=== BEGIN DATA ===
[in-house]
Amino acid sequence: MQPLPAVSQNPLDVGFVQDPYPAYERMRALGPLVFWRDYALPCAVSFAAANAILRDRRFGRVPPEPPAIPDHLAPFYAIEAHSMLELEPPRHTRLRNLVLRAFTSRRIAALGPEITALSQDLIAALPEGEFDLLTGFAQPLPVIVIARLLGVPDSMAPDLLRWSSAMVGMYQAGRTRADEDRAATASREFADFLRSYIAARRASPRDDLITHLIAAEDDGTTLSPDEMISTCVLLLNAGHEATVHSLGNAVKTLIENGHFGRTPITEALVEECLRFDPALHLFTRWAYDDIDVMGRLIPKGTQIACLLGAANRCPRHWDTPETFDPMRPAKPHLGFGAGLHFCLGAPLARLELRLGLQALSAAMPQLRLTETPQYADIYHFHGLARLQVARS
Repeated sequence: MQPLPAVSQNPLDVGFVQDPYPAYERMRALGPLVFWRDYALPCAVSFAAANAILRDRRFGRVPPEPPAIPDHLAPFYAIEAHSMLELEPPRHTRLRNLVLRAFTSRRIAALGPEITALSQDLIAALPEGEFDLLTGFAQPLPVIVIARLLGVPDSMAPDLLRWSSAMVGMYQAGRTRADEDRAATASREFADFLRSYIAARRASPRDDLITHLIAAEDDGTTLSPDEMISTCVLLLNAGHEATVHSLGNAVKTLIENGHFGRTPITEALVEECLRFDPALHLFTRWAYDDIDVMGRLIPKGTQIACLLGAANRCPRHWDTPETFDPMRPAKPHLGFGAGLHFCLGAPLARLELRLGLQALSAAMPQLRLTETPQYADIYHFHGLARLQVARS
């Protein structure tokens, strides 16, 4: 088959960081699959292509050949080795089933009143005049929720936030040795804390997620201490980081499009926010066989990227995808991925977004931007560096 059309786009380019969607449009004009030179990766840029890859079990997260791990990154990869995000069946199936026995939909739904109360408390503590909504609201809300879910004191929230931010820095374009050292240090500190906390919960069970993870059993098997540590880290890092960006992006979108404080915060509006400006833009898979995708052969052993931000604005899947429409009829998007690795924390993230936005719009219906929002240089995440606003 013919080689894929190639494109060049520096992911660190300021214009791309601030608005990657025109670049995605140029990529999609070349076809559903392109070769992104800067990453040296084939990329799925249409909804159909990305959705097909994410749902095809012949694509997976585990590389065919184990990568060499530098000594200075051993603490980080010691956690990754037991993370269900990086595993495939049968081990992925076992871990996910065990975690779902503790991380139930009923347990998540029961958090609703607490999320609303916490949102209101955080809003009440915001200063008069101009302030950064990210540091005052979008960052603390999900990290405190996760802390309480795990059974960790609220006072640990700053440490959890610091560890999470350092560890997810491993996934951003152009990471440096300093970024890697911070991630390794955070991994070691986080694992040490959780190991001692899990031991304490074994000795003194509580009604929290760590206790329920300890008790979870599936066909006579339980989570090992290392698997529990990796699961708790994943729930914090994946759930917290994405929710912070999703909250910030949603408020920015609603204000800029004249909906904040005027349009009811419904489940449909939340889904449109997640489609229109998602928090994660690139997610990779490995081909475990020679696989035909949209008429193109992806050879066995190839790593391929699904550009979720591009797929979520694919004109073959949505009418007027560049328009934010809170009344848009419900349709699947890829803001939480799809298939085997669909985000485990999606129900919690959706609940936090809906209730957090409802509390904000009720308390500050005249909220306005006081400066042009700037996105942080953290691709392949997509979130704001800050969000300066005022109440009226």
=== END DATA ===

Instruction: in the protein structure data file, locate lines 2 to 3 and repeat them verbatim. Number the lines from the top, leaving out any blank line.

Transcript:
Amino acid sequence: MQPLPAVSQNPLDVGFVQDPYPAYERMRALGPLVFWRDYALPCAVSFAAANAILRDRRFGRVPPEPPAIPDHLAPFYAIEAHSMLELEPPRHTRLRNLVLRAFTSRRIAALGPEITALSQDLIAALPEGEFDLLTGFAQPLPVIVIARLLGVPDSMAPDLLRWSSAMVGMYQAGRTRADEDRAATASREFADFLRSYIAARRASPRDDLITHLIAAEDDGTTLSPDEMISTCVLLLNAGHEATVHSLGNAVKTLIENGHFGRTPITEALVEECLRFDPALHLFTRWAYDDIDVMGRLIPKGTQIACLLGAANRCPRHWDTPETFDPMRPAKPHLGFGAGLHFCLGAPLARLELRLGLQALSAAMPQLRLTETPQYADIYHFHGLARLQVARS
Repeated sequence: MQPLPAVSQNPLDVGFVQDPYPAYERMRALGPLVFWRDYALPCAVSFAAANAILRDRRFGRVPPEPPAIPDHLAPFYAIEAHSMLELEPPRHTRLRNLVLRAFTSRRIAALGPEITALSQDLIAALPEGEFDLLTGFAQPLPVIVIARLLGVPDSMAPDLLRWSSAMVGMYQAGRTRADEDRAATASREFADFLRSYIAARRASPRDDLITHLIAAEDDGTTLSPDEMISTCVLLLNAGHEATVHSLGNAVKTLIENGHFGRTPITEALVEECLRFDPALHLFTRWAYDDIDVMGRLIPKGTQIACLLGAANRCPRHWDTPETFDPMRPAKPHLGFGAGLHFCLGAPLARLELRLGLQALSAAMPQLRLTETPQYADIYHFHGLARLQVARS